Video Learning: Where Do We Go From Here?
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Scott Nelson: During the pandemic, we had to figure out how to fundamentally shift from an instance where we had a virtual campus and an in-person campus to everybody being online, which was a learning experience. And so I guess the question that I keep getting asked is, where are we going now? We have a lot of folks who are falling back into that old routine of what we were pre-pandemic. We have a lot of students who actually want us to continue to make content virtual because it's flexible, it's on-demand, and it's more accessible or more attainable to them, And so as a university or institution, what direction are we going? Does everything just flip back to the way it was?
And so my work, now that we're coming out of the pandemic, is we are really thinking of our work in this hybrid university way. So no longer is it our virtual students, our online students, and our on campus students that never interact and see each other, but bringing those worlds together so it's an interchangeable experience. And so our in-person, traditional students, when they take their online classes, it feels very similar. It looks similar, it feels similar. It's laid out similarly. How do we do this cultural shift? That's what we're excited about.
A lot of that comes with consultation. It comes with advocacy. It comes with meeting with directors and deans and instructors because their natural tendency is, "I want to go back to just standing in front of my students and spewing information."
Currently, my work is a lot of advocacy work. It's a lot of coaching and supporting to encourage instructors. "Keep doing what you've been doing. Don't go back to what was."
I'm creating a lot of resources. The three things that are most important as I'm working with instructors are security, accessibility, and ease of use. They're not too worried about security, but security is probably the top concern for the university. Accessibility is a huge one, making sure it's not only accessible from a disability standpoint, making sure that there's captions and transcriptions. But from a bandwidth standpoint, if we have a student who is out in rural Kentucky or Appalachia, and they have minimal bandwidth, we need to make sure the experience for them is not interrupted because of that. How do we make sure that immersive content is available to somebody who may not have a device that is traditionally used for immersive design?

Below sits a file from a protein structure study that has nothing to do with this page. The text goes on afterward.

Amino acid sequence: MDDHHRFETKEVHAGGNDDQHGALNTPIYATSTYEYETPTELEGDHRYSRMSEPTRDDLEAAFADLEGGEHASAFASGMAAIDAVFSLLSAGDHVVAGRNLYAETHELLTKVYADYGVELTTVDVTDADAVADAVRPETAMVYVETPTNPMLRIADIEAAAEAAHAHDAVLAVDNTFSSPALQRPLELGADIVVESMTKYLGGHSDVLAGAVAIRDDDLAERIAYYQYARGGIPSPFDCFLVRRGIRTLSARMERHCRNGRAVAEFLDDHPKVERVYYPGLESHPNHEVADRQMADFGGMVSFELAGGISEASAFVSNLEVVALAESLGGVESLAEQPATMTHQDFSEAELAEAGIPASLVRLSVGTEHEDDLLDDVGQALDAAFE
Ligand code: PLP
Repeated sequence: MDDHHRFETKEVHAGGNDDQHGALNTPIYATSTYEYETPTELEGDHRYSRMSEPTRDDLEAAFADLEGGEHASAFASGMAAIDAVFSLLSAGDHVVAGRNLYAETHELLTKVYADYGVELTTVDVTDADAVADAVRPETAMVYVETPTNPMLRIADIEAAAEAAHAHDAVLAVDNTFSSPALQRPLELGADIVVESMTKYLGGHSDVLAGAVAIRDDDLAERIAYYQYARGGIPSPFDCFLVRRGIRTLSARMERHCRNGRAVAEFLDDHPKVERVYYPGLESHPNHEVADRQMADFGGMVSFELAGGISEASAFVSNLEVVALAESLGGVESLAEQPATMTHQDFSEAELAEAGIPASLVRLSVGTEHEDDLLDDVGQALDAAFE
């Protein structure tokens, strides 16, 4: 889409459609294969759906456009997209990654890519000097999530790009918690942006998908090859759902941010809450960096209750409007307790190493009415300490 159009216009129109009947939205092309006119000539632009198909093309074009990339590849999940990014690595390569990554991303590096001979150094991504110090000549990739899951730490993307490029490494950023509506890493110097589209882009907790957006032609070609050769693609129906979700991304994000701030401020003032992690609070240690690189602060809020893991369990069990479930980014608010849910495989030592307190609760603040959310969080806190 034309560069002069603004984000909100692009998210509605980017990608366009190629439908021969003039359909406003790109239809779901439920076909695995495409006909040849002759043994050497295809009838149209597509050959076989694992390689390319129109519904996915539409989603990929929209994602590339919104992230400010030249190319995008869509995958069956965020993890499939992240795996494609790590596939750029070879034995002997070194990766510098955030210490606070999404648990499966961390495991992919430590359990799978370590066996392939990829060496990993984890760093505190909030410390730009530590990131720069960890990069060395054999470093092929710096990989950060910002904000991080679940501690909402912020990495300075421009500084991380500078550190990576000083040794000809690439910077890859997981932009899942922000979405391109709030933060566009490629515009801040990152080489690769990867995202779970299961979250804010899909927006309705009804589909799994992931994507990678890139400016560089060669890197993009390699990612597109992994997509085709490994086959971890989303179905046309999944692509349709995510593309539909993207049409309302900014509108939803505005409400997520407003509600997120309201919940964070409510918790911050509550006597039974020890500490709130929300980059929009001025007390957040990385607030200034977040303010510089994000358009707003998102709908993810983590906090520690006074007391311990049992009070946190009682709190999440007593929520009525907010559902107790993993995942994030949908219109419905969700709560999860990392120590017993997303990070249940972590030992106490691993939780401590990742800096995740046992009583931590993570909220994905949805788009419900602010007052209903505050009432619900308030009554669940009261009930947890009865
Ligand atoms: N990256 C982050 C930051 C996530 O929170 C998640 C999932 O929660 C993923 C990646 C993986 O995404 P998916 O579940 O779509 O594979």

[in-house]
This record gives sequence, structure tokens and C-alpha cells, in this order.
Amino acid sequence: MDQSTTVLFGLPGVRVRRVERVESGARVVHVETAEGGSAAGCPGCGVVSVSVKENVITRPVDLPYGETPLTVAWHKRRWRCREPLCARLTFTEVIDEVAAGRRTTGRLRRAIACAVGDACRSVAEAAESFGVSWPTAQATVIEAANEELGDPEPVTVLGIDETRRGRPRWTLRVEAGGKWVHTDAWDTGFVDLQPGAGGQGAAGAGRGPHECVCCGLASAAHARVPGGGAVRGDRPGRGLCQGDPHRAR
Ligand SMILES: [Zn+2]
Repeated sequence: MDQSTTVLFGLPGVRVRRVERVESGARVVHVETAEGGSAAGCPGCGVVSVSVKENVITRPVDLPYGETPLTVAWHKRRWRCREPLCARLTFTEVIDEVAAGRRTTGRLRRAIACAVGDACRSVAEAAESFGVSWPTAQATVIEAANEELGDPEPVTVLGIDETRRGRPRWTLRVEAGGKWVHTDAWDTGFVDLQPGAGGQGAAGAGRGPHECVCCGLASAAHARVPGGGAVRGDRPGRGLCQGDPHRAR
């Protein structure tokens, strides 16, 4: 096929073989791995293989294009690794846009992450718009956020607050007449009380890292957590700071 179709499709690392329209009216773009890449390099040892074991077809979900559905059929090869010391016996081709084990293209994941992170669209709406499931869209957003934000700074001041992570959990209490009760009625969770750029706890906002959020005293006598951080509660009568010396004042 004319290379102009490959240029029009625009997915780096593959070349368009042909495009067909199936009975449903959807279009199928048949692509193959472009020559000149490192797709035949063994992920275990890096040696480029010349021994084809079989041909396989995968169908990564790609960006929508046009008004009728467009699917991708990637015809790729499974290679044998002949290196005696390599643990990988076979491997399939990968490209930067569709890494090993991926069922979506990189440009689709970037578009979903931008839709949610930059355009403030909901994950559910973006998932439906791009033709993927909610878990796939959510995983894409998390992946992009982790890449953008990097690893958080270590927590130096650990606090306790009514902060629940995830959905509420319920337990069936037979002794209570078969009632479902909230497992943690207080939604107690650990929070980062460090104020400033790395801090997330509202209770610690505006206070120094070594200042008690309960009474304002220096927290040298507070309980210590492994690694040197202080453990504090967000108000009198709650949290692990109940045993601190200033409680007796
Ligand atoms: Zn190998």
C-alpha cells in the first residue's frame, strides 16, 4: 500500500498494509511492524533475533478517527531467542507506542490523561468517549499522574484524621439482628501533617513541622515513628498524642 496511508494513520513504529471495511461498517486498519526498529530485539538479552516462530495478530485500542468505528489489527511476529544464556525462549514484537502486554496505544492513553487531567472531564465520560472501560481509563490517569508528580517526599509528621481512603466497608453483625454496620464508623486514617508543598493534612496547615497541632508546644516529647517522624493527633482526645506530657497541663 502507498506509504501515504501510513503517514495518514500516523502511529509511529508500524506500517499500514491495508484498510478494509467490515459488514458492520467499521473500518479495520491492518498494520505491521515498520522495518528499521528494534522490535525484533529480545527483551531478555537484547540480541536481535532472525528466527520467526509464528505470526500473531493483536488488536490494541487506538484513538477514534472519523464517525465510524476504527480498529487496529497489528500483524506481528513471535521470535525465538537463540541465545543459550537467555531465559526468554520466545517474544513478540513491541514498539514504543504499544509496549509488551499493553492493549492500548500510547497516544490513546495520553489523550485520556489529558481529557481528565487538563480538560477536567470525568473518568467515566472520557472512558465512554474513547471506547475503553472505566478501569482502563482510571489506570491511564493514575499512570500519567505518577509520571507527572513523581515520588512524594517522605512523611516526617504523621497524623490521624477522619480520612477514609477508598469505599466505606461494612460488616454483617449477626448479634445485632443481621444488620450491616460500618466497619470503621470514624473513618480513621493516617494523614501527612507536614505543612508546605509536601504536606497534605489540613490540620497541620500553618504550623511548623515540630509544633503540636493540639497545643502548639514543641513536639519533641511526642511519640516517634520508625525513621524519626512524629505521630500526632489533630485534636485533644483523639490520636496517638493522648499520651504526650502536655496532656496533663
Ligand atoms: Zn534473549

And so I'm always thinking about those things. We have come across so many tools that just do so many amazing things, but the UI and the UX on them is so overwhelming and so cumbersome, our instructors don't utilize any of it. We don't need to give them a Ferrari when they need a minivan. We have so many tools out there that we purchase because they do everything, but we only need it to do a couple things really well.
And so for anyone that's out there developing tools and technology, don't focus on being able to do everything across the board. Figure out what are the most important things and have it do it really well and really easily. That UI/UX is gonna be one of the most important things if you're developing for instructors.
Ohio State's Scott Nelson and DiscoverVideo's Rich Mavrogeanes discuss how pivots to online learning necessitated in both K-12 and higher-ed during the pandemic proven the concept, cultivated enduring new skills, and exposed underlying systemic weaknesses, all of which will inform the hybrid educational future that lies ahead.